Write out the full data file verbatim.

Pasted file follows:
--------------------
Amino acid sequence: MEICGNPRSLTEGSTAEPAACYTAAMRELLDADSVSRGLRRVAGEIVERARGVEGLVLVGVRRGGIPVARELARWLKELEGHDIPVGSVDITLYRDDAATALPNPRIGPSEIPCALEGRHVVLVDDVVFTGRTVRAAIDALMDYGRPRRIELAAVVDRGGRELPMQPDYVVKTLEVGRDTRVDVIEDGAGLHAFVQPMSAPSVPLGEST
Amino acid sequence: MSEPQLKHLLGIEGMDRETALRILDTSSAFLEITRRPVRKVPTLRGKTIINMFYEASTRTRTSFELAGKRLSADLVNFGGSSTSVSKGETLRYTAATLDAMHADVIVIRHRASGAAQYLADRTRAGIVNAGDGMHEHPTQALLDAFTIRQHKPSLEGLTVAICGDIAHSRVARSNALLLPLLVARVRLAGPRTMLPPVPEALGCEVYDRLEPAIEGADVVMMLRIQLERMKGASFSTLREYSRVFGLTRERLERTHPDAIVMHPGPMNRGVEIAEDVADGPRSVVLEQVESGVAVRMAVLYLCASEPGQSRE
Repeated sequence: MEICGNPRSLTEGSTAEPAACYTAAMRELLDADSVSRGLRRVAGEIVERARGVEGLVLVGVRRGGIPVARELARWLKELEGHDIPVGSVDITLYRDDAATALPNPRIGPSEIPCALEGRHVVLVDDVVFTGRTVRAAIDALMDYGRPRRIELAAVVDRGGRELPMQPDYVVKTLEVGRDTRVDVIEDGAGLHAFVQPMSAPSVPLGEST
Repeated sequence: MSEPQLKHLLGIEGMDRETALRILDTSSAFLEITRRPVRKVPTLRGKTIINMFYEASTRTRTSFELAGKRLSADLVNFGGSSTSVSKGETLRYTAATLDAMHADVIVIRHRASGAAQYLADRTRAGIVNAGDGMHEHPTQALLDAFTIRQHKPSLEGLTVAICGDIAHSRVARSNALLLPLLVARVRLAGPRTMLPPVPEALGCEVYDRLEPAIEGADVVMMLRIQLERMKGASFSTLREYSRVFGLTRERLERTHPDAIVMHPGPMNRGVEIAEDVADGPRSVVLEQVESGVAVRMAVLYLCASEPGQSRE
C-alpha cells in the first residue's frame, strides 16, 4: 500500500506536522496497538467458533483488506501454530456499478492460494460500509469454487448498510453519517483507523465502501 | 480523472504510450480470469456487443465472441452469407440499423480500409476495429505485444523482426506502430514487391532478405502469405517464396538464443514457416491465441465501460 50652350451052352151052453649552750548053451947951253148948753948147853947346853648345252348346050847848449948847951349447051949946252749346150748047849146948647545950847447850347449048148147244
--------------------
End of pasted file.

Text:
Amino acid sequence: MEICGNPRSLTEGSTAEPAACYTAAMRELLDADSVSRGLRRVAGEIVERARGVEGLVLVGVRRGGIPVARELARWLKELEGHDIPVGSVDITLYRDDAATALPNPRIGPSEIPCALEGRHVVLVDDVVFTGRTVRAAIDALMDYGRPRRIELAAVVDRGGRELPMQPDYVVKTLEVGRDTRVDVIEDGAGLHAFVQPMSAPSVPLGEST
Amino acid sequence: MSEPQLKHLLGIEGMDRETALRILDTSSAFLEITRRPVRKVPTLRGKTIINMFYEASTRTRTSFELAGKRLSADLVNFGGSSTSVSKGETLRYTAATLDAMHADVIVIRHRASGAAQYLADRTRAGIVNAGDGMHEHPTQALLDAFTIRQHKPSLEGLTVAICGDIAHSRVARSNALLLPLLVARVRLAGPRTMLPPVPEALGCEVYDRLEPAIEGADVVMMLRIQLERMKGASFSTLREYSRVFGLTRERLERTHPDAIVMHPGPMNRGVEIAEDVADGPRSVVLEQVESGVAVRMAVLYLCASEPGQSRE
Repeated sequence: MEICGNPRSLTEGSTAEPAACYTAAMRELLDADSVSRGLRRVAGEIVERARGVEGLVLVGVRRGGIPVARELARWLKELEGHDIPVGSVDITLYRDDAATALPNPRIGPSEIPCALEGRHVVLVDDVVFTGRTVRAAIDALMDYGRPRRIELAAVVDRGGRELPMQPDYVVKTLEVGRDTRVDVIEDGAGLHAFVQPMSAPSVPLGEST
Repeated sequence: MSEPQLKHLLGIEGMDRETALRILDTSSAFLEITRRPVRKVPTLRGKTIINMFYEASTRTRTSFELAGKRLSADLVNFGGSSTSVSKGETLRYTAATLDAMHADVIVIRHRASGAAQYLADRTRAGIVNAGDGMHEHPTQALLDAFTIRQHKPSLEGLTVAICGDIAHSRVARSNALLLPLLVARVRLAGPRTMLPPVPEALGCEVYDRLEPAIEGADVVMMLRIQLERMKGASFSTLREYSRVFGLTRERLERTHPDAIVMHPGPMNRGVEIAEDVADGPRSVVLEQVESGVAVRMAVLYLCASEPGQSRE
C-alpha cells in the first residue's frame, strides 16, 4: 500500500506536522496497538467458533483488506501454530456499478492460494460500509469454487448498510453519517483507523465502501 | 480523472504510450480470469456487443465472441452469407440499423480500409476495429505485444523482426506502430514487391532478405502469405517464396538464443514457416491465441465501460 50652350451052352151052453649552750548053451947951253148948753948147853947346853648345252348346050847848449948847951349447051949946252749346150748047849146948647545950847447850347449048148147244